week.”

“Good.  Mom and I would kill each other if I had to stay with her for four days.”

“I can’t wait to see you, Katy.”

“Me too, Laura.”



Thursday, 27 November 1986 (Thanksgiving Day)

Exasperated, Remington pointed to the door.  “Out.  All of you.  If anyone who is or was ever
named “Holt” walks into this kitchen during the next half hour, she isn’t getting dinner.”

Four identical expressions of mutiny faced him--three with their arms crossed and one holding onto
her crutches--before they edged out one by one.  Laura left last.  “I can’t believe you are doing this
to me.”

“Laura, I’m cooking dinner for ten and I don’t even get to use my own kitchen.”  He walked to her
and kissed her well enough to distract her from her pout.  “I can’t play referee and do this too.  
Sorry, love, you’re on your own for a bit.”

She gave him a shy half-smile.  “Serves me right for getting used to your handling my mother.    
You’re wonderful with her.”

“Flattery will get you nowhere right now, but everywhere later,” he retorted with a grin.

“Promise?”

“Always.  Now go entertain your sister long enough for me to get things done around here.”

“Okay, Mom,” Laura shot back sarcastically as she hobbled out of the kitchen.

“Will you do me a favor?”

“Maybe.”

“Send Donald and Murphy in here.”

“No.  You boys are not hiding out in here.  But I’ll send Mindy and Danny in to help.”

Murphy strolled in anyway, having seen the gaggle of women spilling out.  “Short help’s better than
no help.”  He stepped out of Laura’s way as she left.

“What does that make you?”

“I don’t know.  But I do know that you are making Donald and me look very bad at the moment.  
Our wives are wondering why we can’t pull off Thanksgiving dinner like you.”

“Just a little hobby I picked up somewhere along the way.”

“Whatever.  Do you need help?”

Remington eyed him for a minute.  “How are you at sautéing sweet potatoes?”

“You’re kidding me, right?  I was thinking more like setting the table or slicing bread.”

“Abigail has already set the table, so you can slice the bread and butter it.”  He set a French loaf in
front of Murphy with a small bowl of honey butter he’d mixed up earlier.  For a few minutes, only
the sounds of Remington putting the last touches on dinner could be heard as he dished up food and
added the final garnishes to his serving dishes.

“Steele, may I make an observation?”  Murphy sounded quite serious.

“Ah, all right.”

“You make a better wife than Laura.”  A dishtowel smacked him in the face.



The Holt-Piper-Steele-Michaels family crammed together at Abigail’s dining room table, and very
little conversation was heard while they collectively stuffed their faces with Remington’s creations.  
When they were done, the sad turkey carcass was flanked by empty dishes with only the occasional
spoonful of food left inside.  The children bolted outside to play on the swing set their grandma had
put in for them, leaving the adults to groan in misery.

Remington by virtue of being the chef, Laura on her crutches and Kate at nearly eight months
pregnant abstained from doing dishes and disappeared into the living room.  Murphy, Frances and
Donald admirably managed cleanup while Abigail reset the table.  In true Holt tradition, she retrieved
the balloons, candles and cake from the laundry room and placed them on it.  Gifts brought in secret
and stashed there by the family were retrieved and piled in the center.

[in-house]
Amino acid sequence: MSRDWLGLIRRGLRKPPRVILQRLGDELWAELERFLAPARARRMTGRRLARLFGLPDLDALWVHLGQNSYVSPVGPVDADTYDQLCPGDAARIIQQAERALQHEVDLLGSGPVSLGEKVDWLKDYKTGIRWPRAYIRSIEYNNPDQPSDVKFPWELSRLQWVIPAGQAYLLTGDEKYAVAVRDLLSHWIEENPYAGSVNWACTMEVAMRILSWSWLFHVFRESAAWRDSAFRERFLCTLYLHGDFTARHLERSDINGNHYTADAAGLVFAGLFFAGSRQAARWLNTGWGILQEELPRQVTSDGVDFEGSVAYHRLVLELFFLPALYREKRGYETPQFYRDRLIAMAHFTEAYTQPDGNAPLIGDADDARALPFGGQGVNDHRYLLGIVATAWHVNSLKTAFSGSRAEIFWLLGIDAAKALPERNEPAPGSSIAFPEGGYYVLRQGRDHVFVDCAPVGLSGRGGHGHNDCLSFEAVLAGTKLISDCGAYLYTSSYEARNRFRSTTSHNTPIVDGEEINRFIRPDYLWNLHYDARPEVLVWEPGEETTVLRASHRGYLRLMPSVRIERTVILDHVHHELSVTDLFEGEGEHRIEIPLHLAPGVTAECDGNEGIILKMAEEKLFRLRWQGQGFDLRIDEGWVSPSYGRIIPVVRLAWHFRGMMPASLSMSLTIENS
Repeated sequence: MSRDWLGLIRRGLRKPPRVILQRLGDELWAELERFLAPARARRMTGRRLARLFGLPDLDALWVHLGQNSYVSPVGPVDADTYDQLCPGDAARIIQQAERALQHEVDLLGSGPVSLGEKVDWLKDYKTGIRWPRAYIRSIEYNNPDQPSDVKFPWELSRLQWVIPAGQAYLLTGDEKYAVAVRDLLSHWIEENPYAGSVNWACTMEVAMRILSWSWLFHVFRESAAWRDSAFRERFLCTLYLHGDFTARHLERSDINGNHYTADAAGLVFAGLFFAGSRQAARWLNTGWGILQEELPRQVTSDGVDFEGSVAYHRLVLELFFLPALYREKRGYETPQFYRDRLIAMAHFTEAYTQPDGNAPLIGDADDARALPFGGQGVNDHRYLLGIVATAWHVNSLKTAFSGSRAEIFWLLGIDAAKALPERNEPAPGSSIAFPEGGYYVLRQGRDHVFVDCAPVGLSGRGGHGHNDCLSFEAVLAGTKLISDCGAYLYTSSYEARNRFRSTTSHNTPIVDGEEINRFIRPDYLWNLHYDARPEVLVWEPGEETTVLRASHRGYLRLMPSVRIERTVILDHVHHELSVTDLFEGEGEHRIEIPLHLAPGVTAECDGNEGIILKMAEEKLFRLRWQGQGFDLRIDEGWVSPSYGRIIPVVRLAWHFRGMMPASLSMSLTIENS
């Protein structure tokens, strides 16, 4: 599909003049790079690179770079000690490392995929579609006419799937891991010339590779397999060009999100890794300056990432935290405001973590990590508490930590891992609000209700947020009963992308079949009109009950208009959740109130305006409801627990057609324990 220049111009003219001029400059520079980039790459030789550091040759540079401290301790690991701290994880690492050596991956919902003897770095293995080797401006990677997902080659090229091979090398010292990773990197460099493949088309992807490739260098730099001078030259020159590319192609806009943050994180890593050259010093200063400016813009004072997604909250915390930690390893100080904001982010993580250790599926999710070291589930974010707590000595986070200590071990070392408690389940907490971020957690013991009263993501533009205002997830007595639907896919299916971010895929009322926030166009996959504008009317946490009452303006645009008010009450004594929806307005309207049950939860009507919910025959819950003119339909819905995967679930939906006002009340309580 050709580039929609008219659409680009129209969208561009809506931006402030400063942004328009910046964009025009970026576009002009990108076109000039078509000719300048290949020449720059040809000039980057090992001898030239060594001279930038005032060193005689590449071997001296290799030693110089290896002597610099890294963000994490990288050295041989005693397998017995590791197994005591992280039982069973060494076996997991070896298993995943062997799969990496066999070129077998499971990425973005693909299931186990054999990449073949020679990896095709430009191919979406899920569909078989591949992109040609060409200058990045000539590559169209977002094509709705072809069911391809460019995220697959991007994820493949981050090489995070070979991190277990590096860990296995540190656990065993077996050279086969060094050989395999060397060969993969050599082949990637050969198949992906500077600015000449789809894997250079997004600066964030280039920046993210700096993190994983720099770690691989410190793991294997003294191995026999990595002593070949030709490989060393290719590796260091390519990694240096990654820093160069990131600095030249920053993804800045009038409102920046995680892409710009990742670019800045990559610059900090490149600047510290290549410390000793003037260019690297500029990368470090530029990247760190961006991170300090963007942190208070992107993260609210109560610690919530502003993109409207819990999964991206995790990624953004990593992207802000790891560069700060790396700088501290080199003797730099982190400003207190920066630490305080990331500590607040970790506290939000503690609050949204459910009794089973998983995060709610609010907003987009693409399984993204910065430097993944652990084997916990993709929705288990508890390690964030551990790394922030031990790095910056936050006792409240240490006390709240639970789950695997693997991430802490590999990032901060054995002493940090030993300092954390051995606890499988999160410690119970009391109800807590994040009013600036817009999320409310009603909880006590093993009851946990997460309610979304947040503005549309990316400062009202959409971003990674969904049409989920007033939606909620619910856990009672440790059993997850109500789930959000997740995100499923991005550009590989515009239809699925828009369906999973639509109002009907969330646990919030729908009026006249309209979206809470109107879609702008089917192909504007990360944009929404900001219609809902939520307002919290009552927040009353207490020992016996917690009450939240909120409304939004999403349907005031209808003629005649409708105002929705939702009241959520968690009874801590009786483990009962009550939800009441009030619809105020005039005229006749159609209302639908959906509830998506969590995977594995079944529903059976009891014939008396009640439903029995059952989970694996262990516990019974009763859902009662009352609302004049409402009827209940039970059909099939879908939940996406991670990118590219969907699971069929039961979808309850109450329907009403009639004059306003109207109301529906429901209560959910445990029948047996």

By the time the cleanup crew finished, Laura was asleep in her husband’s lap on the sofa and Kate
dozed in the chair beside them.  Remington was trailing his hand through Laura’s hair and watching
Kate sleep.  Several times during the day, he’d had to swallow hard at Kate’s round belly and to
lock away the desire to see Laura’s curve in the same fashion.  Not yet, mate, he told himself.      
We’ve still got quite a long way to go.

Murphy wandered in first and actually caught the naked longing in his brother-in-law’s eyes for a
split second before they changed to simple amusement at the water splashed over his shirt.  For
once, he didn’t tease Steele.  Instead, he gently roused Kate and pulled her to her feet while
Remington did the same for Laura.

Kate rubbed her face and eyed her sister.  “I’m manufacturing a couple of million cells an hour.  
What’s your excuse for sleeping in the middle of the afternoon?”

“Tryptophan poisoning,” Laura retorted to Remington’s chuckle.

Abigail sashayed into the living room.  “All right, dears, I think we’re ready.  Donald, will you get
the children?  We’ll have dessert in the dining room.”  Six groans immediately sounded out in
chorus, punctuated by three shrieks of delight from the kids dashing through the house.

“Cake!  Ice Cream!  Grandma?  Grandma?  Whose birthday is it?”  The last was from Laurie Beth.

Everyone else crowded around the table again.  The Steeles had just stepped inside when Abigail
said, “Why, it’s Remington’s, of course!  Well, not today exactly, but on Tuesday;    it’s so close
we’ll celebrate today, Laurie Beth.”

Steele immediately flashed a wide grin and sat on the chair Abigail indicated at the head of the table.  
Only Laura noted his shoulders were suddenly tense.  After a rousing chorus of “Happy Birthday,”
nine sets of eyes watched him take a bite of cake--one with happy anticipation and eight others with
barely concealed amusement.

But he ate it without flinching, forcing the others to do the same although even the kids knew to
soak the cake in melted ice cream first.  Afterward, the presents were piled in front of him, and
Laurie Beth insisted on sitting in his lap to help him open them.

Laura could see the slightest tremble in his hands as he reached for the gift the little girl passed to
him.

“This one’s from us, Unca Remy--me, Danny and Mindy.  Open it first,” she insisted.

“Why, thank you, Miss Piper.”  She giggled and laid her head against his shoulder as she watched